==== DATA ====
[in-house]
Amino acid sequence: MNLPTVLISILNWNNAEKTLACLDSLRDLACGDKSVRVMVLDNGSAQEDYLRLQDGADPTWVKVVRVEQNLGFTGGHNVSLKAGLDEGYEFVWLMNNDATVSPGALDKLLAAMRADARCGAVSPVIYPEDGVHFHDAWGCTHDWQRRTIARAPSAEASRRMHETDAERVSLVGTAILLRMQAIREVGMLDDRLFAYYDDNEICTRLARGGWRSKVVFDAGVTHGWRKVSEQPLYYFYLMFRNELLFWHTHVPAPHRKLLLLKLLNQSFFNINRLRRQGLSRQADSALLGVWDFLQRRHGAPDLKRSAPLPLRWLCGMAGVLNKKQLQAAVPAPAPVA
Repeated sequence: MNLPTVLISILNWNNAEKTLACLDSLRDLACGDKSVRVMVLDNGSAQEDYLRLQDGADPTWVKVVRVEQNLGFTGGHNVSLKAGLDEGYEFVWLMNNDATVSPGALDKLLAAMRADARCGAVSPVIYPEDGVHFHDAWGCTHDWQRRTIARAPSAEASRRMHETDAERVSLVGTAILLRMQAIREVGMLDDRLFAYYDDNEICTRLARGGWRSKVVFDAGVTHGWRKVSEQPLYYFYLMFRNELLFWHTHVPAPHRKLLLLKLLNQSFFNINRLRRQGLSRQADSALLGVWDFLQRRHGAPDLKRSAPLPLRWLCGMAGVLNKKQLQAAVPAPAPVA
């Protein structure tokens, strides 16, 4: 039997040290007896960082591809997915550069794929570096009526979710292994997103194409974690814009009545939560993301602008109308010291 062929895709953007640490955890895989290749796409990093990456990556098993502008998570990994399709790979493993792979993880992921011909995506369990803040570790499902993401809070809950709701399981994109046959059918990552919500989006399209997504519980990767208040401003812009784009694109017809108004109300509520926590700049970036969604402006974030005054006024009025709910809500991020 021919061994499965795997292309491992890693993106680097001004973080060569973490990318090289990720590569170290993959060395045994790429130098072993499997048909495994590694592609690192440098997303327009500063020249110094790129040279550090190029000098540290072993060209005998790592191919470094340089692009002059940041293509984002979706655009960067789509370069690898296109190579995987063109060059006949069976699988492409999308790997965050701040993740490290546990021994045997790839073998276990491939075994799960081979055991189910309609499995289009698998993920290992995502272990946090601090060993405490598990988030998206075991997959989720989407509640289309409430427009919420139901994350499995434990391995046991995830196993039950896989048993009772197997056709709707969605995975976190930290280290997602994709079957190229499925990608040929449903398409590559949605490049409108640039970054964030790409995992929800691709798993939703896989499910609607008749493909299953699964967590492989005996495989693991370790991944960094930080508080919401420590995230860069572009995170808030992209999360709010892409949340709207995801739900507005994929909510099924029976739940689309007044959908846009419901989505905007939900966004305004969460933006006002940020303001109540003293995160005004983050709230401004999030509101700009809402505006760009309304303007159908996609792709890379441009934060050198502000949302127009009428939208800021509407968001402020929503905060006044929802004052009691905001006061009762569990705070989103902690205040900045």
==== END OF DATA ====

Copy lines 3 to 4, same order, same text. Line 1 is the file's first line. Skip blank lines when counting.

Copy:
Repeated sequence: MNLPTVLISILNWNNAEKTLACLDSLRDLACGDKSVRVMVLDNGSAQEDYLRLQDGADPTWVKVVRVEQNLGFTGGHNVSLKAGLDEGYEFVWLMNNDATVSPGALDKLLAAMRADARCGAVSPVIYPEDGVHFHDAWGCTHDWQRRTIARAPSAEASRRMHETDAERVSLVGTAILLRMQAIREVGMLDDRLFAYYDDNEICTRLARGGWRSKVVFDAGVTHGWRKVSEQPLYYFYLMFRNELLFWHTHVPAPHRKLLLLKLLNQSFFNINRLRRQGLSRQADSALLGVWDFLQRRHGAPDLKRSAPLPLRWLCGMAGVLNKKQLQAAVPAPAPVA
């Protein structure tokens, strides 16, 4: 039997040290007896960082591809997915550069794929570096009526979710292994997103194409974690814009009545939560993301602008109308010291 062929895709953007640490955890895989290749796409990093990456990556098993502008998570990994399709790979493993792979993880992921011909995506369990803040570790499902993401809070809950709701399981994109046959059918990552919500989006399209997504519980990767208040401003812009784009694109017809108004109300509520926590700049970036969604402006974030005054006024009025709910809500991020 021919061994499965795997292309491992890693993106680097001004973080060569973490990318090289990720590569170290993959060395045994790429130098072993499997048909495994590694592609690192440098997303327009500063020249110094790129040279550090190029000098540290072993060209005998790592191919470094340089692009002059940041293509984002979706655009960067789509370069690898296109190579995987063109060059006949069976699988492409999308790997965050701040993740490290546990021994045997790839073998276990491939075994799960081979055991189910309609499995289009698998993920290992995502272990946090601090060993405490598990988030998206075991997959989720989407509640289309409430427009919420139901994350499995434990391995046991995830196993039950896989048993009772197997056709709707969605995975976190930290280290997602994709079957190229499925990608040929449903398409590559949605490049409108640039970054964030790409995992929800691709798993939703896989499910609607008749493909299953699964967590492989005996495989693991370790991944960094930080508080919401420590995230860069572009995170808030992209999360709010892409949340709207995801739900507005994929909510099924029976739940689309007044959908846009419901989505905007939900966004305004969460933006006002940020303001109540003293995160005004983050709230401004999030509101700009809402505006760009309304303007159908996609792709890379441009934060050198502000949302127009009428939208800021509407968001402020929503905060006044929802004052009691905001006061009762569990705070989103902690205040900045």